“I try to frame my thoughts through the lens of being less reactionary after someone comes out and more about taking a proactive approach to the situation where people can focus on creating an environment where everyone can be themselves,” he explains.

Ultimately, he wants straight white kids who can't conform to the dominant culture, BIPOC communities, and people who are nontraditional in any way to feel comfortable too. “I think the premise is that we can all be shift makers, and we can shift the culture to be more welcoming for everybody," he says. "So I focus more on that. If people come to me and ask, ‘Well, what do we do? How do we treat someone who might be different?’ then we have that conversation about everyone being included, because even those straight white kids might be struggling themselves.”

And rather than appear threatening, McGillis wants his meetings with these teams to be fun. “I want this to be interactive. And I want it to be something they remember. Because to me, that's going to humanize it. I want them to think of my face when they say something homophobic. Or if somebody in their life is LGBTQ+. And before they make a judgment, they can catch themselves and evolve in their language, behaviors, and attitudes.”

How does McGillis measure success? “It comes down to affecting one person at a time, and that just spreads. Over time, people come up to me and let me know what they’re dealing with. Some have come out to me, of course, but I had one boy who told me about how he deals with anti-Semitism and that I inspired him to talk to his teammates about what he was going through and how it made him feel.”

He also had a parent reach out in Vancouver who said that after he spoke to her son's team, it changed the way that her son saw the world. “These are 14- and 15-year-old boys, so am I going to evolve each person's attitude or language? No, but if I can evolve 90 percent, that would be incredibly meaningful for everyone.”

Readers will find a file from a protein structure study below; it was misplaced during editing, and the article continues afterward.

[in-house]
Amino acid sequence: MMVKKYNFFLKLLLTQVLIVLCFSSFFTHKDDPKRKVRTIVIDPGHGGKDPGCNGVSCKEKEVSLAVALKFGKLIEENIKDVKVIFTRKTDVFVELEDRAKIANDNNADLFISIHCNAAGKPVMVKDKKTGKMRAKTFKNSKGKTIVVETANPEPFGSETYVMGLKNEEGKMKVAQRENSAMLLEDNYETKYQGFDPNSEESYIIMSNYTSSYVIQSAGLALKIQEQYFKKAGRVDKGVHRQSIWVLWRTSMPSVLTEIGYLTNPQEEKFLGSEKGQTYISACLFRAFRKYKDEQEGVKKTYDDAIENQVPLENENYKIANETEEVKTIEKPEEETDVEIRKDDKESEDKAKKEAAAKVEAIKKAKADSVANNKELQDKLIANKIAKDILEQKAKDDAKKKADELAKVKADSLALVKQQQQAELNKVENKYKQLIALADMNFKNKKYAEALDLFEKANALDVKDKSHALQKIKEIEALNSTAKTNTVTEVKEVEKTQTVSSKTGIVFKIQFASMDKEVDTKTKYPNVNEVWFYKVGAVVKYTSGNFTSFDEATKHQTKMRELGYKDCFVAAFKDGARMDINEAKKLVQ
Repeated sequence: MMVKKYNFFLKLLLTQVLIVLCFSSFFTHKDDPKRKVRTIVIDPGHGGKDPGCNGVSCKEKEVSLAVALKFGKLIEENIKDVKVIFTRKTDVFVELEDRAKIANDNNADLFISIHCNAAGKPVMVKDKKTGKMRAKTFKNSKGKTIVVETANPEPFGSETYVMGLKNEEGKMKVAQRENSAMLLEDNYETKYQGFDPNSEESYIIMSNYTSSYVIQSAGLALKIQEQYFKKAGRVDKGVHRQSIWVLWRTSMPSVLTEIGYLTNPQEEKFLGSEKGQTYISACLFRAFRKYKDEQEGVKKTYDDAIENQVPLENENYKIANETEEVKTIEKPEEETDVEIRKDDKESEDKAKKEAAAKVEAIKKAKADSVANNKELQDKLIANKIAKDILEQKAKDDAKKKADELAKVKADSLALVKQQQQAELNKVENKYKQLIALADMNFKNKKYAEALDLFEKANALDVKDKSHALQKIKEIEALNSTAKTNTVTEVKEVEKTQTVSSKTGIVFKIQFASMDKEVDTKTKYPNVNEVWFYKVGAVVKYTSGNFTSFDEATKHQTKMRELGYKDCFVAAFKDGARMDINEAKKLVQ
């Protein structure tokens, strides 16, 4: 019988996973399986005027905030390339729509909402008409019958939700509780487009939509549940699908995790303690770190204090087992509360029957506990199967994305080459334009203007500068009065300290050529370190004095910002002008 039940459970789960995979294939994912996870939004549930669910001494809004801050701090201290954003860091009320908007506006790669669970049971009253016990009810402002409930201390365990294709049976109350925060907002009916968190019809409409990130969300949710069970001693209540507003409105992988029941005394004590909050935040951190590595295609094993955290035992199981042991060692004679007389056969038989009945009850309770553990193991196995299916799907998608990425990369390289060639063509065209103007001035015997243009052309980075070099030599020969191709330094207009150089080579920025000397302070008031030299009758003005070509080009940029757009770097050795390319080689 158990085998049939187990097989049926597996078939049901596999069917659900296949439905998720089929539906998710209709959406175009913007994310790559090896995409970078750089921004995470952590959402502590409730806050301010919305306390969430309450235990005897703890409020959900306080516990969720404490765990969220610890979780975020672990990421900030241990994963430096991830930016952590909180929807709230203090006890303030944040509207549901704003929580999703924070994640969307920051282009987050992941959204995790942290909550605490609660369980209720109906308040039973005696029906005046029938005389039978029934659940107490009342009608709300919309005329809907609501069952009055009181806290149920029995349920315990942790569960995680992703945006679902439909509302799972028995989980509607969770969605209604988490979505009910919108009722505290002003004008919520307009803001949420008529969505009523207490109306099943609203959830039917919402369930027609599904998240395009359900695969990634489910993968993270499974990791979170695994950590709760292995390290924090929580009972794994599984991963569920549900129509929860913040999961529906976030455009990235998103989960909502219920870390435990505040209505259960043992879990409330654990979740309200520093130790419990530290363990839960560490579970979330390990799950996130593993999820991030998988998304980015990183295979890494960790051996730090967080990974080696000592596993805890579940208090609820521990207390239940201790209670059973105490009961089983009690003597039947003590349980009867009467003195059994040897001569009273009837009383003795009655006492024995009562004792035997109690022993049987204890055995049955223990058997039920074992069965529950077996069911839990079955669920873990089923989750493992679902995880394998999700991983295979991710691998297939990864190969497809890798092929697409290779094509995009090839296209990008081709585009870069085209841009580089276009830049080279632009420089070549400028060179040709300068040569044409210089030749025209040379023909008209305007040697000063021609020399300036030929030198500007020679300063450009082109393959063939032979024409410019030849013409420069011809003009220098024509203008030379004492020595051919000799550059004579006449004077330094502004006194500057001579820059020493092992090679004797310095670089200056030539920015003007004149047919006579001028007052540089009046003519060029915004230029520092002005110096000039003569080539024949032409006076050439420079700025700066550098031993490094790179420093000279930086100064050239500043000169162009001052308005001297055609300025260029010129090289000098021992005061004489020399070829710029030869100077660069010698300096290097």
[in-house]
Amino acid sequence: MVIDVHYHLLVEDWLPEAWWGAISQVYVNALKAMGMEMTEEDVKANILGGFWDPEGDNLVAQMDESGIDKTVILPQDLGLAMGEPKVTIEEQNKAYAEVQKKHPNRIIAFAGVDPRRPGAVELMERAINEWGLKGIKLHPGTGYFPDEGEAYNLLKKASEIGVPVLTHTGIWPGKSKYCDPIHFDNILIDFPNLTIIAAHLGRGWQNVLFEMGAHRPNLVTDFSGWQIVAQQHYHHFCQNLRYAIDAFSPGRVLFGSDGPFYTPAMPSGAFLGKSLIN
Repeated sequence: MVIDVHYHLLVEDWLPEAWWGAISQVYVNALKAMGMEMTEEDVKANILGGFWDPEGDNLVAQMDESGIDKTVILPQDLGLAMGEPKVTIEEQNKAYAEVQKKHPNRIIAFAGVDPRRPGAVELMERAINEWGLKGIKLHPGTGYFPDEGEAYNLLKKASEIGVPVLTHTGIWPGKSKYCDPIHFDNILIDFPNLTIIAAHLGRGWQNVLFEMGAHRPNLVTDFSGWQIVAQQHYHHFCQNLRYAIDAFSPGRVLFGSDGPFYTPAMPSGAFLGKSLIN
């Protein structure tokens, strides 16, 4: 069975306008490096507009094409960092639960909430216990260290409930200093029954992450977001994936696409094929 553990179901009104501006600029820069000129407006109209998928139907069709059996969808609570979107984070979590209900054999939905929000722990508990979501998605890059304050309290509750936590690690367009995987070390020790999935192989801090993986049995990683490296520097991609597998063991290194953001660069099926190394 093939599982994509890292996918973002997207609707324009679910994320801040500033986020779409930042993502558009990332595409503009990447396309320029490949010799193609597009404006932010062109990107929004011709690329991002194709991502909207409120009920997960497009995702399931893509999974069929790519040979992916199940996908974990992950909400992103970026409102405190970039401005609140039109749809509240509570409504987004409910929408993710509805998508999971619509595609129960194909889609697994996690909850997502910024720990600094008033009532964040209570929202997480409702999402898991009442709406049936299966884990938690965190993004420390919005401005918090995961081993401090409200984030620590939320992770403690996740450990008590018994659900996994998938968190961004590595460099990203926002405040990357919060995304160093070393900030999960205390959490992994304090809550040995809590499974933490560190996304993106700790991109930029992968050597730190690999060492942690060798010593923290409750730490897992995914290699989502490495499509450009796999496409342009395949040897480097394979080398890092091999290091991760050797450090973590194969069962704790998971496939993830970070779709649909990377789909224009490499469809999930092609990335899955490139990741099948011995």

For McGillis, another post-hockey goal is to replicate his Canadian tour in America. “Let's see if it materializes, but I have a feeling there's an appetite for it in the U.S. because there's an appetite for it here. I mean, the day we announced the tour late last year, over 100 more additional teams reached out and wanted to be included. So people are paying attention, and that makes me so happy, and I'm aiming to talk to as many people as I can.”

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John Casey

John Casey is a senior editor of The Advocate, writing columns about political, societal, and topical issues with leading newsmakers of the day. John spent 30 years working as a PR professional on Capitol Hill, Hollywood, the United Nations and with four large U.S. retailers.
John Casey is a senior editor of The Advocate, writing columns about political, societal, and topical issues with leading newsmakers of the day. John spent 30 years working as a PR professional on Capitol Hill, Hollywood, the United Nations and with four large U.S. retailers.